Gene Therapy – Approvals, Risk, and Reward in 2023 and Beyond
The field of Gene Therapy has made some significant strides in 2023, and the result has been the introduction of truly novel therapeutic options for patients who desperately needed them. These advancements are in spite of a down year for the industry overall, and are the culmination of long, arduous research and development journeys. Our consultants in this field tell us that this recent string of approvals marks a turning point for therapies that have their share of risk and controversy surrounding them, as well as signals a potential upswing in the biotech market sector overall. We can’t help but see it as a positive for businesses, investors, and most importantly, for patients.
At Conjugate Group, we supply the expertise of consultants who have worked in this space for decades, in the functions responsible for planning and executing clinical trials. They all say that Gene Therapy is two things – the future of treatment, and a considerable risk. This year showed both sides of that coin, but the net result has been a big win for providers, advocacy groups and investors. How well the current slate of Gene Therapy products perform in the market will largely determine how much focus is put on development in the future.
2023 alone has seen the US approval of three major gene therapy products – Krystal Biotech’s Vyjuvek™, Sarepta Therapeutics’ Elevidys™, and BioMarin’s Roctavian™. Elevidys™ was granted accelerated approval and is undergoing confirmatory studies, while Vyjuvek™ and Roctavian™ have been granted full approval. In a year when FDA approvals have been delayed and harder to achieve in general, this is positive news for a sector that faced some major concerns about its viability overall. The headwinds faced by the industry in the first half of this year center around the financial backing of new products. Without the ability for drugmakers to sell their products, particularly given the massive cost to get a drug approved in the first place, the industry risked seeing the bottom drop out of investor enthusiasm.
There is significant risk in the industry for even traditional small molecule or biologic drug candidates, and many fail in early phases of testing. Despite this, the rise in contract manufacturing led to smaller, less diversified companies going public and attempting to produce and market their own drugs, rather than simply de-risking to the point they can sell out to a large pharma company. A Major trial failure or other disruption in one of these can be a company killer. Investors panic and flee the security causing a depletion of funds to develop the next product in the pipeline, the company has to lay off large swathes of its workforce to reduce burn rate, and ultimately the company may sell off its assets and shutter or be acquired in its entirety. Add in the inherent risk specific to Gene Therapy products, and you amplify the potential for this kind of outcome.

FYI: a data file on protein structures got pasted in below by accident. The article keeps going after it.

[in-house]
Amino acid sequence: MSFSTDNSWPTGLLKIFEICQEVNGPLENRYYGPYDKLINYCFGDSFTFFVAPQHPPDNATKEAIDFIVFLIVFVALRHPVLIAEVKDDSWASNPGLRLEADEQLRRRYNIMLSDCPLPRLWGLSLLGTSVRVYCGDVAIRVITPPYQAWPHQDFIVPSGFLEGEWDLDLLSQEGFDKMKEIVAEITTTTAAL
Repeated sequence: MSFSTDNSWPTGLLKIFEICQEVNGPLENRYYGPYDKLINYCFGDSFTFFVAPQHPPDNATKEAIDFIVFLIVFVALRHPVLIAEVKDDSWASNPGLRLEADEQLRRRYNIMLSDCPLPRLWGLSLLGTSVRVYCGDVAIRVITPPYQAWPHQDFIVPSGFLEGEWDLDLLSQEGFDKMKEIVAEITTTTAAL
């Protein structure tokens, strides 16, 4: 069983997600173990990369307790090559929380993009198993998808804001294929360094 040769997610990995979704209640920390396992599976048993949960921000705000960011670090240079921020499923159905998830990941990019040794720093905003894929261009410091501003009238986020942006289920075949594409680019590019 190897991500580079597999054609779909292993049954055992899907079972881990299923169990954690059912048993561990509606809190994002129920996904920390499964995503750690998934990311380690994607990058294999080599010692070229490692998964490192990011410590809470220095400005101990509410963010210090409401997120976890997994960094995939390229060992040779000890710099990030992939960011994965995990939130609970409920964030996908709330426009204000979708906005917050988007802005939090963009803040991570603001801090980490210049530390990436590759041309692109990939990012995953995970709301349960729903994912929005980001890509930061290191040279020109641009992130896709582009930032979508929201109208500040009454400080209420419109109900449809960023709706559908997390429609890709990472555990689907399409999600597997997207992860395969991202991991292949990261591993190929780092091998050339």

In fairness, all these companies began developing their products well before the pullback of the past nine months. They all had proof-of-concept data that already had de-risked the assets in a big way. But there have been plenty of failures in late phase testing as you broaden your inclusion/exclusion criteria, and all three companies had broad enough pipelines that they could have pivoted. However, their management teams and boards pushed forward, and in doing so they scored a major victory for the patients waiting for options. They also scored an important victory for the industry at large, whether they were aiming for it or not.
With these new approvals also comes the proof of concept that Gene Therapy drugs can be both effective and safe, and they pass the risk-benefit analysis not just of patients who in some cases may be willing to take a significant risk in their suffering, but of investors who have the luxury of cold calculation. The high price tags help – these treatments range from $631,000 per year to nearly $3 Million per dose (albeit for a one-and-done drug). There is a high likelihood that reimbursement will be robust given the systemic treatments avoided with these therapies. The market share will continue to increase – there are now over 30 marketed Gene Therapy products – and the overall spend on these drugs will bring in much-needed profits to the companies on the cutting edge of innovation in this field. This will spur more investor enthusiasm, drive more funding, and result in more innovation, and this cycle will continue in a positive way. As our consultants work on more of these products, we are able to take the lessons learned to new clients, and help drive this innovation faster, pushing forward our mission to get novel treatments to patients who need them right now.